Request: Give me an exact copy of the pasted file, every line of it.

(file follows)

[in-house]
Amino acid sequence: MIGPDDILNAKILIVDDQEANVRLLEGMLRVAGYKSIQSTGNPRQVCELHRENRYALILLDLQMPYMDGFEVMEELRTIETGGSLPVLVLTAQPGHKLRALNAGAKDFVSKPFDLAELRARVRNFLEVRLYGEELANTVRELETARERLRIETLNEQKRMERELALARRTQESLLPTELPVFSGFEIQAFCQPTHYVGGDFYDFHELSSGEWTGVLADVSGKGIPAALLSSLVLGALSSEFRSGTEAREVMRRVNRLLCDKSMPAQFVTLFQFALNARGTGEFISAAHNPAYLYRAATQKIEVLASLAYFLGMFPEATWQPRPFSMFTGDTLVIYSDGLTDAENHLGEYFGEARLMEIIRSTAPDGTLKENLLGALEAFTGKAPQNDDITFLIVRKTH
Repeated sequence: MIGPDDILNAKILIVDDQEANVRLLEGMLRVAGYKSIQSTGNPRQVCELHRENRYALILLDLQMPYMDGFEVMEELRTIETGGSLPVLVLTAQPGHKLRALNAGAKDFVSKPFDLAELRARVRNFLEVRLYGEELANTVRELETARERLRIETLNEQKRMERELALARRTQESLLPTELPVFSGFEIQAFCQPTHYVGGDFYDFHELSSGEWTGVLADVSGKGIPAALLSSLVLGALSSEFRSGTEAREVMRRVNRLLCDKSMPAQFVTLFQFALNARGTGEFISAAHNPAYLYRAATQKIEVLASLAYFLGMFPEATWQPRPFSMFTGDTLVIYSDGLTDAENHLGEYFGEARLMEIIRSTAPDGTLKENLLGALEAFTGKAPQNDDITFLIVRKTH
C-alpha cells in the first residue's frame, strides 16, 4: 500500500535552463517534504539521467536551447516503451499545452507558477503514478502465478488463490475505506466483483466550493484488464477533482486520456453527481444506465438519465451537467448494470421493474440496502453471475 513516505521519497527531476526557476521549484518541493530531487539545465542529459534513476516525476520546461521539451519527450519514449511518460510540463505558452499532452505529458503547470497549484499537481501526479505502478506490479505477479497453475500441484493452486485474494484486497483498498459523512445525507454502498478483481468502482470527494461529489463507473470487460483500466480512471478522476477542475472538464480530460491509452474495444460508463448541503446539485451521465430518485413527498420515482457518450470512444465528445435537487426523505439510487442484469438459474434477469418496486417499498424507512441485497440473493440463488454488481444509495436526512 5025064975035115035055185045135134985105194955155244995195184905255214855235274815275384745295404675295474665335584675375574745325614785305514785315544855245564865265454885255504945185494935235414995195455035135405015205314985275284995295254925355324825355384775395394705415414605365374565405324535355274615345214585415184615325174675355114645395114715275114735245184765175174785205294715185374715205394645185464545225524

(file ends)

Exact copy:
[in-house]
Amino acid sequence: MIGPDDILNAKILIVDDQEANVRLLEGMLRVAGYKSIQSTGNPRQVCELHRENRYALILLDLQMPYMDGFEVMEELRTIETGGSLPVLVLTAQPGHKLRALNAGAKDFVSKPFDLAELRARVRNFLEVRLYGEELANTVRELETARERLRIETLNEQKRMERELALARRTQESLLPTELPVFSGFEIQAFCQPTHYVGGDFYDFHELSSGEWTGVLADVSGKGIPAALLSSLVLGALSSEFRSGTEAREVMRRVNRLLCDKSMPAQFVTLFQFALNARGTGEFISAAHNPAYLYRAATQKIEVLASLAYFLGMFPEATWQPRPFSMFTGDTLVIYSDGLTDAENHLGEYFGEARLMEIIRSTAPDGTLKENLLGALEAFTGKAPQNDDITFLIVRKTH
Repeated sequence: MIGPDDILNAKILIVDDQEANVRLLEGMLRVAGYKSIQSTGNPRQVCELHRENRYALILLDLQMPYMDGFEVMEELRTIETGGSLPVLVLTAQPGHKLRALNAGAKDFVSKPFDLAELRARVRNFLEVRLYGEELANTVRELETARERLRIETLNEQKRMERELALARRTQESLLPTELPVFSGFEIQAFCQPTHYVGGDFYDFHELSSGEWTGVLADVSGKGIPAALLSSLVLGALSSEFRSGTEAREVMRRVNRLLCDKSMPAQFVTLFQFALNARGTGEFISAAHNPAYLYRAATQKIEVLASLAYFLGMFPEATWQPRPFSMFTGDTLVIYSDGLTDAENHLGEYFGEARLMEIIRSTAPDGTLKENLLGALEAFTGKAPQNDDITFLIVRKTH
C-alpha cells in the first residue's frame, strides 16, 4: 500500500535552463517534504539521467536551447516503451499545452507558477503514478502465478488463490475505506466483483466550493484488464477533482486520456453527481444506465438519465451537467448494470421493474440496502453471475 513516505521519497527531476526557476521549484518541493530531487539545465542529459534513476516525476520546461521539451519527450519514449511518460510540463505558452499532452505529458503547470497549484499537481501526479505502478506490479505477479497453475500441484493452486485474494484486497483498498459523512445525507454502498478483481468502482470527494461529489463507473470487460483500466480512471478522476477542475472538464480530460491509452474495444460508463448541503446539485451521465430518485413527498420515482457518450470512444465528445435537487426523505439510487442484469438459474434477469418496486417499498424507512441485497440473493440463488454488481444509495436526512 5025064975035115035055185045135134985105194955155244995195184905255214855235274815275384745295404675295474665335584675375574745325614785305514785315544855245564865265454885255504945185494935235414995195455035135405015205314985275284995295254925355324825355384775395394705415414605365374565405324535355274615345214585415184615325174675355114645395114715275114735245184765175174785205294715185374715205394645185464545225524